KSL: One of our trials will be a trial with 600 feedlot steers , looking specifically at, as the world gets hotter, how might cattle adapt and efficiently partition nutrients.

There is research we will do with feed additives and research to measure emissions from cattle grazing on irrigated pivots and short grass prairie to understand the impact of forage type on methane emissions.

We're looking at collaring cattle with precision technology to see if they can be directed to higher quality forage at different times to potentially reduce methane and also send the plant roots deeper to sequester more carbon.

We really believe solutions should stackable and we should do them in partnership with producers. If we can do good research alongside the people who are executing this every single day, I think we will innovate and implement faster because of the trust that we built.


KSL: I’ll be striving to encourage the audience to not get myopic when it comes to sustainability because if we get focused just on carbon or just on climate, then we will miss things. We may create more problems and they may not be an environmental problem, but maybe a social equity problem or maybe an animal welfare problem or something else.

We need balanced ambassadors who care, who are passionate about climate and carbon sequestration, want to continuously improve, but want to do it for the right reasons and in the right way. And I think women are the most powerful deliverers of that particular message.


The Women in Agribusiness Summit in the U.S., introduced by parent company HighQuest Partners in 2012, is renowned for annually convening close to 1,000 of the country’s female agribusiness decision-makers. The year-round WIA community and initiatives have grown to include WIA Membership, WIA Career Connector, WIA Demeter Award of Excellence, Scholarships, and the WIA Today blog. Learn more at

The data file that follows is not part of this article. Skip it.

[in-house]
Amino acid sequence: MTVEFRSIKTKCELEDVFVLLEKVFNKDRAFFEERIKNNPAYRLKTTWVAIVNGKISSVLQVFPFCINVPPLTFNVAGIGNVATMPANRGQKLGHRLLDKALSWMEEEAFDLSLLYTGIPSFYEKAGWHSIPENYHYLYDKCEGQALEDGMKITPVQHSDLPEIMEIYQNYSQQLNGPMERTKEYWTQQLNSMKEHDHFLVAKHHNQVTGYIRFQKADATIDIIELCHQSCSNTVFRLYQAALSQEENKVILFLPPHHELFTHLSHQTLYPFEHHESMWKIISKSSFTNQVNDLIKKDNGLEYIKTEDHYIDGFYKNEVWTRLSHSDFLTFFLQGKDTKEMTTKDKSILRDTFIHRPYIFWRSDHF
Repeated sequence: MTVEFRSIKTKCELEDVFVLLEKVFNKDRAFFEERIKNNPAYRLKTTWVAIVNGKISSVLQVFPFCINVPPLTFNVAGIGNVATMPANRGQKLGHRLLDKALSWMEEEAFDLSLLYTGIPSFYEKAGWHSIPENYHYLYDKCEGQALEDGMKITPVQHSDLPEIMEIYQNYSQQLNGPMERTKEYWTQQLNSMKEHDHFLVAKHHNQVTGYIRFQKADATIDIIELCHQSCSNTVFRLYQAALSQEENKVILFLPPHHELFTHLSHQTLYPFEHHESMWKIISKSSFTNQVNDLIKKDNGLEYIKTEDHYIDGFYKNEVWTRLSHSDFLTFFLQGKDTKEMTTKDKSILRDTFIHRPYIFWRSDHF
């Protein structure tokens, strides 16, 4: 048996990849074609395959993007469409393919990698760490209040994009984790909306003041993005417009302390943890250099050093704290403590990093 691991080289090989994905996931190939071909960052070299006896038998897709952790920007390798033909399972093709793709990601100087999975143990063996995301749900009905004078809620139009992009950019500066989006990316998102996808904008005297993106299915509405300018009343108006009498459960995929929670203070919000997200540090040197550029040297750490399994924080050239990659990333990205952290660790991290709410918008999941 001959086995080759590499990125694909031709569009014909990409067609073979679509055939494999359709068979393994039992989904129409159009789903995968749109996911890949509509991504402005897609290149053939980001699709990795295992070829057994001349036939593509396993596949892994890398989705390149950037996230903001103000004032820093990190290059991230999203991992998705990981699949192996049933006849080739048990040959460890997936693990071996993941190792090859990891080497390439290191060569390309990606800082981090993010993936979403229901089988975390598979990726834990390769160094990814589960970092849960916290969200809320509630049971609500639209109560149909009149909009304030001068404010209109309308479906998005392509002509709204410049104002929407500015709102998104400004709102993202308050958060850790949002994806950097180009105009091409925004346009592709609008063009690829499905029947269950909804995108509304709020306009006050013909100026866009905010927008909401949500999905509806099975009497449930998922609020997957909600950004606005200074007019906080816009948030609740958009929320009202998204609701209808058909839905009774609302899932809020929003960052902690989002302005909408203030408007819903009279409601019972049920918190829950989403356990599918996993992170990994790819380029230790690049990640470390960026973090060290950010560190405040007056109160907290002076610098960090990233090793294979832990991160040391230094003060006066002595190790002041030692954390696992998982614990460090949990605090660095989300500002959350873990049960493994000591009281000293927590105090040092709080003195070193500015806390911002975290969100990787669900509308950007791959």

For additional details about the 2022 Women in Agribusiness Summit, look to or email See the full agenda and register here.


Dr. Kim Stackhouse-Lawson is a professor in the department of Animal Sciences at Colorado State University and the Director of AgNext. AgNext utilizes a multidisciplinary approach to advance sustainable solutions for animal agriculture. Prior to leading AgNext, Kim was the Director of Sustainability for JBS USA where she was responsible for coordinating the company’s corporate sustainability program and strategy. Kim also served as the Executive Director of Global Sustainability at the National Cattlemen’s Beef Association where she developed the industry’s sustainability program.

Kim received her PhD in Animal Science from the University of California, Davis and was a postdoctoral fellow at Kansas State University College of Veterinary Medicine Beef Cattle Institute. She was awarded as the 2018 Distinguished Young Alumni by the UC Davis College of Agriculture and Environmental Sciences. She and her husband, Spencer live on the eastern plains of Colorado and have two sons, Weston and Callan.